Well known for sailing events, the town hosts Cowes Week each September, an international sailing regatta featuring a number of races and attracting some of the finest yachtsmen from around the world.

The town is a compact one that enjoys a laid back, relaxed atmosphere, the main high street is pedestrianised and includes a choice of shops, boutiques, galleries with a strong nautical theme running through the town.

Neighbouring East Cowes is the destination for the passenger and car ferry services that are available from Southampton on the mainland.

East Cowes has a compact shopping centre along with a seafront promenade and marina. Famous buildings include Queen Victoria's impressive Osborne House; the former Royal residence includes a private beach, impressive gardens and ornate family and state rooms in the house.

The town of Sandown is located just under 10 miles east of Newport, it is a popular seaside resort known for its golden sandy beach. Visitors to the beach can experience the traditional seafront along with a choice of entertainment and amusement at Sandown Pier.

There are a choice of beachside bars, pubs, cafes and restaurants to choose from offering some splendid views. The Sandown esplanade is a place where visitors can enjoy a walk alongside the beach; there are a number of Victorian and Edwardian era hotels in the area.

Local attractions include Dinosaur Isle geological museum and the Isle of Wight Zoo known for its collection of big cats. Visitors can enjoy a walk on the scenic coastal path at Culver Down offering stunning panoramic views over the bay and across the eastern coast of the Isle of Wight.

Shanklin is located 10 miles from Newport on the south east coast. Shanklin retains its charm and character as a traditional seaside resort, visitors will find a long sandy beach with a number of traditional beachside attractions including amusement arcade, crazy golf, bouncy castle and a play area for children.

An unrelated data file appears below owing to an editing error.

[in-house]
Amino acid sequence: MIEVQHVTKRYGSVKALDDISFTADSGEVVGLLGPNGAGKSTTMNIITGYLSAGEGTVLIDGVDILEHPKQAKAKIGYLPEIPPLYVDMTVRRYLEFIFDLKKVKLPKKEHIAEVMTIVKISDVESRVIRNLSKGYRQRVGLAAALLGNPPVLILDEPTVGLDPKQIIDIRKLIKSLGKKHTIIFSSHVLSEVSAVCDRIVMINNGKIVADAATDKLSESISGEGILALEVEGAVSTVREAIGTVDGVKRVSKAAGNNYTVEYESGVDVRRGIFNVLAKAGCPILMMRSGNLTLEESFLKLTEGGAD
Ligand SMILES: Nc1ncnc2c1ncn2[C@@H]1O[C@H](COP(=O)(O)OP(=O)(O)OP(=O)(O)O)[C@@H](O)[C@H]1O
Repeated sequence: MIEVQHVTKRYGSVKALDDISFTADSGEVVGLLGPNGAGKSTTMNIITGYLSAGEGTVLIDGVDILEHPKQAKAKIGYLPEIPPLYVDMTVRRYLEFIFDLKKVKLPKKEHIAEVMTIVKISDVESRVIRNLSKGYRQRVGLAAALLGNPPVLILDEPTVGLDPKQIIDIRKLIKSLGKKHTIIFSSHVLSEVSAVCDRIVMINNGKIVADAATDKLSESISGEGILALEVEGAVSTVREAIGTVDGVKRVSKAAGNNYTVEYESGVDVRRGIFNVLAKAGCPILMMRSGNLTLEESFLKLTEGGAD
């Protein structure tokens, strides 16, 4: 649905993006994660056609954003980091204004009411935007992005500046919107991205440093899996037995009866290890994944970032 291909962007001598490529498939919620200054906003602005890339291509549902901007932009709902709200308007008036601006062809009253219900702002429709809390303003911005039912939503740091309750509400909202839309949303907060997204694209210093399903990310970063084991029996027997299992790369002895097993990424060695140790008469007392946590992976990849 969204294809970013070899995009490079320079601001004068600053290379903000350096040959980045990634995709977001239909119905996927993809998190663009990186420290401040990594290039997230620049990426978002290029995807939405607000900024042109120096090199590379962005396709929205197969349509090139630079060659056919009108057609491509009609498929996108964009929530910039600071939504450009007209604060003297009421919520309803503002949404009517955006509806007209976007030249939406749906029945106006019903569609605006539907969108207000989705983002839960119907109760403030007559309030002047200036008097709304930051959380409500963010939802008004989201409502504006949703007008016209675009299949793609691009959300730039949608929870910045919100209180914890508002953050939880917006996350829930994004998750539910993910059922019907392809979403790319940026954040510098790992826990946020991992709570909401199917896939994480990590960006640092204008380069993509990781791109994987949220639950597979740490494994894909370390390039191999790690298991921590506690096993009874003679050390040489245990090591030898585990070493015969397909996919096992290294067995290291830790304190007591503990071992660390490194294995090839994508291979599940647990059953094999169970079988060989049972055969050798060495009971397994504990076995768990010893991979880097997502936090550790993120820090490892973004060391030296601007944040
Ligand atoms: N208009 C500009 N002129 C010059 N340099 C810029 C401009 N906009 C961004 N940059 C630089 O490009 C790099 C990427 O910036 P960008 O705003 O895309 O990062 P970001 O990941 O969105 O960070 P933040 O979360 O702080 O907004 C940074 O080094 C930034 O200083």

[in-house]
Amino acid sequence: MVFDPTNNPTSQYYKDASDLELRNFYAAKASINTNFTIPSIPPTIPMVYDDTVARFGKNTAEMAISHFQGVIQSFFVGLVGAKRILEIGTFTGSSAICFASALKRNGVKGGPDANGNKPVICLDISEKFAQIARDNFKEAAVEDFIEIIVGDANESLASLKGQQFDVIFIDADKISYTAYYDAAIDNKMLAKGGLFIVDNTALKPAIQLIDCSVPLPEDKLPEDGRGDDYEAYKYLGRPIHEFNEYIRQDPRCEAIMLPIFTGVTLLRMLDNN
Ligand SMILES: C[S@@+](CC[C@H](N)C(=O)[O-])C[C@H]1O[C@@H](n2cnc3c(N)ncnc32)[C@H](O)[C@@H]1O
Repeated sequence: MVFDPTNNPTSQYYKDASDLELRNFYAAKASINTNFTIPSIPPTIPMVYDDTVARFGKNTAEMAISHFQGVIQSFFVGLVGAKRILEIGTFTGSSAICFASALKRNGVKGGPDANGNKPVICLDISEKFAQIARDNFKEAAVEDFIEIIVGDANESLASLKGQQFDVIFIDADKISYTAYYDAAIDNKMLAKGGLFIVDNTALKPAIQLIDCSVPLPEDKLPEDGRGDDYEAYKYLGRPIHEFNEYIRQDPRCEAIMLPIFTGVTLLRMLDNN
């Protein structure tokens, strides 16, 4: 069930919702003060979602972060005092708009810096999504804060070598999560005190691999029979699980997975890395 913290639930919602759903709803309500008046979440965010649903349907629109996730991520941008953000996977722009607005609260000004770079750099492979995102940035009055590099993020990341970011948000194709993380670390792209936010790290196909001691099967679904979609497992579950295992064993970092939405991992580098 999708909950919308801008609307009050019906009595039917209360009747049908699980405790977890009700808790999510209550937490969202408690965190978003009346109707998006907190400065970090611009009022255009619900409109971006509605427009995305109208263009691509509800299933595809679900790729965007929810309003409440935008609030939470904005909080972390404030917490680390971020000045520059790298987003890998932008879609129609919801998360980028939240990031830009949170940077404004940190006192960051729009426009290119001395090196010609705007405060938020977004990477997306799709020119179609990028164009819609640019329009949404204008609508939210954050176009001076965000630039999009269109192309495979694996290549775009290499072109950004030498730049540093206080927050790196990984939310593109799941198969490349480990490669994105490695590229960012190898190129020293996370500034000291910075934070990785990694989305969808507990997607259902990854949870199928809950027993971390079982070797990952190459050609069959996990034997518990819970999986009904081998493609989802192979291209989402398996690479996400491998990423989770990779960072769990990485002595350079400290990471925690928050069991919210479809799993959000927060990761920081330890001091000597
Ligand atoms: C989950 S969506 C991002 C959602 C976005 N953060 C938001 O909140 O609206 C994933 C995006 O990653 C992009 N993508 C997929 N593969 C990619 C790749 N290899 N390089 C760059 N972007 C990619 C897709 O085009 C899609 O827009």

The Shanklin Esplanade includes a choice of cafes, bars, restaurants and hotels. The main shopping facilities are located on High Street and Regent Street where visitors can find a choice of shops, arts and crafts shops and shops catering for tourists.

The Shanklin Old Village includes a number of charming buildings including thatched cottages and traditional tea rooms ensuring the village retains its character and charm.

Local attractions include Rylstone Gardens offer visitors a tranquil and scenic area to enjoy walks; there is a comprehensive events programme at the Bandstand in the Gardens.

Shanklin Chine, is a gorge that includes a scenic waterfall, nature trail, with trees, vegetation, footpaths, walkways offering visitors a unique place on the island.

Despite its compact size the Isle of Wight offers a surprising number of attractions, there is great scenery and a relaxed, holiday feel to things here.

Its close proximity to the English mainland mean it is a viable option for a day trip to those in the south of England and a great short break destination for those elsewhere in the UK. The short ferry crossing or hovercraft adds to the experience and holiday feel when you arrive at this picturesque island.